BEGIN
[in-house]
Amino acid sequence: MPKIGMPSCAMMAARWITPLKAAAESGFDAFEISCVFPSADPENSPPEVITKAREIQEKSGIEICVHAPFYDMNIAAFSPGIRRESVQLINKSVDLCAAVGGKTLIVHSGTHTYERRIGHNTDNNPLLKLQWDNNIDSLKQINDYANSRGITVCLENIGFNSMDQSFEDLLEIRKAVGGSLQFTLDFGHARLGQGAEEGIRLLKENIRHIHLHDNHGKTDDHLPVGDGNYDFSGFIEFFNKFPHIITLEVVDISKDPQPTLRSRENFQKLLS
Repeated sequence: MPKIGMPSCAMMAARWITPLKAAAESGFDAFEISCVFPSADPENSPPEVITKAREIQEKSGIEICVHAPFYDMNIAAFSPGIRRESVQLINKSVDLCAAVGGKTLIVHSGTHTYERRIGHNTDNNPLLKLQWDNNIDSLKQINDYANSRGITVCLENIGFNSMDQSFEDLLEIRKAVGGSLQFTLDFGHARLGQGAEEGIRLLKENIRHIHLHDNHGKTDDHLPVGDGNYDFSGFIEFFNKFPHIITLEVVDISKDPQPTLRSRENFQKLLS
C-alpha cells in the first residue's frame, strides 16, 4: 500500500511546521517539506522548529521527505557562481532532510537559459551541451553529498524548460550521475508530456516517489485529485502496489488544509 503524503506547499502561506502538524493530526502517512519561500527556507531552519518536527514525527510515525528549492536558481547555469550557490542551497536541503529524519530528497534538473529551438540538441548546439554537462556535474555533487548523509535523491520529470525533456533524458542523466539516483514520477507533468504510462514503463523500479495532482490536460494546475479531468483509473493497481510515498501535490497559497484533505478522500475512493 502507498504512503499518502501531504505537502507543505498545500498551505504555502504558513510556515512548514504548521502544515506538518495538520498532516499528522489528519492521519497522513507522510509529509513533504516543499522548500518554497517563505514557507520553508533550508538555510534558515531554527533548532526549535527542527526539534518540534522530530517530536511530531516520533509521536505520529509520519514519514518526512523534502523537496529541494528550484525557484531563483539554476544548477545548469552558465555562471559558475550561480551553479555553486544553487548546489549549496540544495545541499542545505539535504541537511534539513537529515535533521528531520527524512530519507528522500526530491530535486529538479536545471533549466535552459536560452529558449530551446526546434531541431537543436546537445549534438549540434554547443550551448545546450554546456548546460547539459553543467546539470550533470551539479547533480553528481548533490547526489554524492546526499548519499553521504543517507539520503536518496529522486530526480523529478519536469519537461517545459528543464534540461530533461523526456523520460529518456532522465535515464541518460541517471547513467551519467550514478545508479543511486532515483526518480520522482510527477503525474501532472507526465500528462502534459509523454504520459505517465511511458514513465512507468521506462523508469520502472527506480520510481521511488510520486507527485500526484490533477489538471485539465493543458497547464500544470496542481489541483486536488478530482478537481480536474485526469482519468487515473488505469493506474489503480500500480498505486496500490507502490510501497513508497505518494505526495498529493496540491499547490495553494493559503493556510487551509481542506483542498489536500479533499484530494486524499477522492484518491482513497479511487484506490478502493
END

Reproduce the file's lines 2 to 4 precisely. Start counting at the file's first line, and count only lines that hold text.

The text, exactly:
Amino acid sequence: MPKIGMPSCAMMAARWITPLKAAAESGFDAFEISCVFPSADPENSPPEVITKAREIQEKSGIEICVHAPFYDMNIAAFSPGIRRESVQLINKSVDLCAAVGGKTLIVHSGTHTYERRIGHNTDNNPLLKLQWDNNIDSLKQINDYANSRGITVCLENIGFNSMDQSFEDLLEIRKAVGGSLQFTLDFGHARLGQGAEEGIRLLKENIRHIHLHDNHGKTDDHLPVGDGNYDFSGFIEFFNKFPHIITLEVVDISKDPQPTLRSRENFQKLLS
Repeated sequence: MPKIGMPSCAMMAARWITPLKAAAESGFDAFEISCVFPSADPENSPPEVITKAREIQEKSGIEICVHAPFYDMNIAAFSPGIRRESVQLINKSVDLCAAVGGKTLIVHSGTHTYERRIGHNTDNNPLLKLQWDNNIDSLKQINDYANSRGITVCLENIGFNSMDQSFEDLLEIRKAVGGSLQFTLDFGHARLGQGAEEGIRLLKENIRHIHLHDNHGKTDDHLPVGDGNYDFSGFIEFFNKFPHIITLEVVDISKDPQPTLRSRENFQKLLS
C-alpha cells in the first residue's frame, strides 16, 4: 500500500511546521517539506522548529521527505557562481532532510537559459551541451553529498524548460550521475508530456516517489485529485502496489488544509 503524503506547499502561506502538524493530526502517512519561500527556507531552519518536527514525527510515525528549492536558481547555469550557490542551497536541503529524519530528497534538473529551438540538441548546439554537462556535474555533487548523509535523491520529470525533456533524458542523466539516483514520477507533468504510462514503463523500479495532482490536460494546475479531468483509473493497481510515498501535490497559497484533505478522500475512493 502507498504512503499518502501531504505537502507543505498545500498551505504555502504558513510556515512548514504548521502544515506538518495538520498532516499528522489528519492521519497522513507522510509529509513533504516543499522548500518554497517563505514557507520553508533550508538555510534558515531554527533548532526549535527542527526539534518540534522530530517530536511530531516520533509521536505520529509520519514519514518526512523534502523537496529541494528550484525557484531563483539554476544548477545548469552558465555562471559558475550561480551553479555553486544553487548546489549549496540544495545541499542545505539535504541537511534539513537529515535533521528531520527524512530519507528522500526530491530535486529538479536545471533549466535552459536560452529558449530551446526546434531541431537543436546537445549534438549540434554547443550551448545546450554546456548546460547539459553543467546539470550533470551539479547533480553528481548533490547526489554524492546526499548519499553521504543517507539520503536518496529522486530526480523529478519536469519537461517545459528543464534540461530533461523526456523520460529518456532522465535515464541518460541517471547513467551519467550514478545508479543511486532515483526518480520522482510527477503525474501532472507526465500528462502534459509523454504520459505517465511511458514513465512507468521506462523508469520502472527506480520510481521511488510520486507527485500526484490533477489538471485539465493543458497547464500544470496542481489541483486536488478530482478537481480536474485526469482519468487515473488505469493506474489503480500500480498505486496500490507502490510501497513508497505518494505526495498529493496540491499547490495553494493559503493556510487551509481542506483542498489536500479533499484530494486524499477522492484518491482513497479511487484506490478502493